Samantha Edelman ’26 / Emertainment Monthly Staff Writer
Recent number one hit on Billboard Hot 100, Steve Lacy, honored Boston’s Roadrunner Stadium on Monday October 10th.
On July 15th, 2022, Lacy released his album, Gemini Rights. Since the release of his single “Bad Habit”, which had blown up on TikTok, he has significantly grown in popularity. Many die hard fans awaited this tour. . The crowd was packed together with excitement, singing his songs before he had even entered the stage.
The opening act, Fosheé, dressed in simple shorts and tank top. This connected with her music being a mix of punk rock and soft r&b. Despite the crowd not knowing her lyrics other than her hit songs “Candy Grapes,” “Deep End,” and “Sunshine,” she was still able to excite the crowd for Lacy’s entrance.
The small venue was packed tightly with fans. The line simply to enter the Roadrunner Stadium went around the block. General admission seating was forced shoulder-to-shoulder, with audience members constricted solely to the space their own body took up. The audience on the second level were similarly up close and personal, with multiple pass outs throughout the set. Luckily, security was able to handle it and everybody was healthy in the end.
Steve Lacy eventually made his dramatic entrance, walking out of a cloud of smoke wearing a white button down top decorated with a graffiti style money symbol. He accessorized with a black tie and his iconic signature sunglasses. His band, also wearing white button ups, joined alongside him. Lacy started by playing the opening riff to the first single off his newest album, “Intro,” as the lights turned blue.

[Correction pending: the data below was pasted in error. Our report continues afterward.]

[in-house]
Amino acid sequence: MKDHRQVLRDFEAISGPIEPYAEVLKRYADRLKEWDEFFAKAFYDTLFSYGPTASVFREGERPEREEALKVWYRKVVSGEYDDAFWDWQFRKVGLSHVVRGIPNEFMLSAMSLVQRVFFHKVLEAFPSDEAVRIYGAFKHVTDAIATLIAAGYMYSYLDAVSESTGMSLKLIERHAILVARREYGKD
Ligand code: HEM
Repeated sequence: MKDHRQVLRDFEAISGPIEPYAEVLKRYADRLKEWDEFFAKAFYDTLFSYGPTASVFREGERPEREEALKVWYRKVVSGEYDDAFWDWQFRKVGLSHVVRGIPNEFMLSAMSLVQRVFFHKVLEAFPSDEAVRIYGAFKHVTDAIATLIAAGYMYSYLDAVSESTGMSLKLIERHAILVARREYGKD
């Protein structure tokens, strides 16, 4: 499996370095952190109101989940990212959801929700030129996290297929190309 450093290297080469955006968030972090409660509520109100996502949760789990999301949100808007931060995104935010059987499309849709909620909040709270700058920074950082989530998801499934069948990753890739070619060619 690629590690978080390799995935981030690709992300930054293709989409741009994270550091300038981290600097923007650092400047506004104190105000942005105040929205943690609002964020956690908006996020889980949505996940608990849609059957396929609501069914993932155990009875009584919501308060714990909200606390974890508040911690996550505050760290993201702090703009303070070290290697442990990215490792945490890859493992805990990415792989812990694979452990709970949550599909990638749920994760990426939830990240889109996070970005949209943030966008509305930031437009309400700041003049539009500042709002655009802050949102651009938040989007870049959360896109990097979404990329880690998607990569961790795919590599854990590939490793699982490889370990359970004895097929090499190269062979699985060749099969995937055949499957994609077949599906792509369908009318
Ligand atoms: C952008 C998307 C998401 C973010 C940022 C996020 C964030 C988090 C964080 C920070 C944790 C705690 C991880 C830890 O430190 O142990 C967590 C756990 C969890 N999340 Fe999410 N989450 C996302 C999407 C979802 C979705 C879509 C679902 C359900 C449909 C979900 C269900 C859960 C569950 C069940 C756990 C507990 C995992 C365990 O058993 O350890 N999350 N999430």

Lacy was completely into the crowd’s energy.
From his last Apollo XXI tour in 2019, it is evident that Lacy has grown as a person and as a performer. He’s progressed from a small indie artist to #1 on Billboard charts while maintaining his funny and warm hearted personality.
For the first time Lacy let security bring a fan from the crowd on stage to sing “Ryd” simply based on the sign he was holding up and the excitement he had for the opportunity. Lacy eventually joined in with him as they sang the end of the song, the crowd enjoying the addition of their fellow audience member.
The setlist was a mix of old classics such as “Only If” and “ Ryd” as well as pop songs like “Bad Habit,” “Static,” “Helmet,” and “Amber.” These performances were aided with the mood lighting, strobes, and unique foil set design. The set list as a whole ran through very smoothly as he was able to transition from each song with ease. The audience embraced each change, becoming more excited with song.
As he looked out at the sea of cellular devices, Lacy shared his opinion with the societal norm that comes with phone usage today. He said that, “I love how everybody documents things these days but sometimes it’s nice to just see all your faces and your smiles.” This statement connected with the crowd and every phone slipped down into pockets. Cheers replaced camera flashes, and people put their empty hands out to Lacy.
Lacy also shared his own feelings on his growth and how far he has come. He said “I never really thought I’d get here. I just kept walking through doors until one opened for me”
This night was truly a spiritual experience. Lacy is an inclusive performer who held every single person’s attention, and for one night it felt like nothing else existed except the crowd and his energy.